Friday, October 31, 2008

Was this the Sixth Sense all over again?

After a plane crash, a young therapist, Claire (Anne Hathaway), is assigned by her mentor (Andre Braugher) to counsel the flight's five survivors in Passengers. When they share their recollections of the incident – which some say include an explosion that the airline claims never happened – Claire is intrigued by Eric (Patrick Wilson), the most secretive of the passengers. Just as Claire's professional relationship with Eric – despite her better judgment – blossoms into a romance, the survivors begin to disappear mysteriously, one by one. Claire suspects that Eric may hold all the answers and becomes determined to uncover the truth, no matter the consequences.
As the film opens, we see Eric Clark (Patrick Wilson) trudging dazed along a beach, with a horrendous airplane wreckage all around him. He has evidently done what few people ever have --- walk away from a plane crash. In fact, he has barely a scratch. We later learn that out of 109 passengers, six managed to survive. The section of the fuselage that remained relatively intact after impact contains at least six undamaged seats, as we see from the effective set design by Carol Lavallee, and lends some credence that six people could have actually lived through this nightmare. A while later we are introduced to Dr. Claire Summers (Anne Hathaway), a grief counselor who is prepared to work with the survivors to help them over what surely will remain a traumatic experience. Of course, Eric is immediately smitten with Claire, and while she resists his obvious flirtations, we know the inevitable will happen, albeit their first kiss occurs in a most unlikely place. Their evolving relationship is so gradual we wish they would get on with it, already, and oh yeah ---- where is this story taking us??The rest of the cast features veteran actors David Morse, Andre Braugher and Dianne Wiest, but Wilson and Hathaway dominate most scenes. Once the plot is unraveled, there is one pretty good jolt which comes out of the blue. The premise here is not new, though ---- WARNING: SPOILER ALERT: it is reminiscent of Nicole Kidman's eerie The Others, as well as the Haley Joel Osment/Bruce Willis thriller The Sixth Sense that made M. Night Shyamalan a household name (well, almost). But Passengers isn't quite in that class.You will leave the theater with more questions than answers, which could either promote a lively discussion afterwards or leave you less than satisfied.Passengers is a haunting little movie that builds ever so slowly to an electrifying climax. Some films take their time reaching their destination, and the payoff is disappointing or non-existent. Here, although the plodding story is irritating, at times, you will likely agree that the end justifies the means. Although it tried too hard to be another Sixth Sense, it still held my attention to the very end, but this only get a 3 on my "Go See" scale.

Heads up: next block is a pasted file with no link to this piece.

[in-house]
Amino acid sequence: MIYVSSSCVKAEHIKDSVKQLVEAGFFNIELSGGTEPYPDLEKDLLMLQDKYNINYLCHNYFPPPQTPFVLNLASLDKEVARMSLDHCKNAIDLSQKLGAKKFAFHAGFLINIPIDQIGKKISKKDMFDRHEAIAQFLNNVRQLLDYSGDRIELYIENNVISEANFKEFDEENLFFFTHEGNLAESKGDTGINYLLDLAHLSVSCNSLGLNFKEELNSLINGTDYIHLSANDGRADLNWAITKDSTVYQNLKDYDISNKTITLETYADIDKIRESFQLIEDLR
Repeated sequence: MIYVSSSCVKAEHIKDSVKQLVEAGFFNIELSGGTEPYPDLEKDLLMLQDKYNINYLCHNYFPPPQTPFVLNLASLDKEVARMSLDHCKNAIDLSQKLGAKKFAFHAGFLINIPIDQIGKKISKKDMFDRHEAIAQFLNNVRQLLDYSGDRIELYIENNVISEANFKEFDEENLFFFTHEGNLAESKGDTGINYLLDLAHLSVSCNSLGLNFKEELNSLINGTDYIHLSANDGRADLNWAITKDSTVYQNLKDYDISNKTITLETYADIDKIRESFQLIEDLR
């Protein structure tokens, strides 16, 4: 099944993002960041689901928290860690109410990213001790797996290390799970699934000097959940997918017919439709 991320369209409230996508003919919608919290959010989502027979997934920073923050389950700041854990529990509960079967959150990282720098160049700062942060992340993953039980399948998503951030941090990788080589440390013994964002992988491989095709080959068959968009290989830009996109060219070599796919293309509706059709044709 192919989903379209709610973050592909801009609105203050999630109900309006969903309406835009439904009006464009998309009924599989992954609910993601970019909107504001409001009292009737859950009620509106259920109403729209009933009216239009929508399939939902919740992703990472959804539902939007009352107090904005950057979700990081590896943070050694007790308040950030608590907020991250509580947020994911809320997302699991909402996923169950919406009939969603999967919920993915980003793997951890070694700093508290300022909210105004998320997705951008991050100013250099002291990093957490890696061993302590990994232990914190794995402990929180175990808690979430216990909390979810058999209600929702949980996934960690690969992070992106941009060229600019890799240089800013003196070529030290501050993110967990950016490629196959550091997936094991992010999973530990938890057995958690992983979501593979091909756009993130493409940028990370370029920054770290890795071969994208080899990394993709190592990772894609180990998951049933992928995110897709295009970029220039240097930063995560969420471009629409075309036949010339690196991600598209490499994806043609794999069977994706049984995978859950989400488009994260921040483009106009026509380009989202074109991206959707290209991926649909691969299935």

No comments: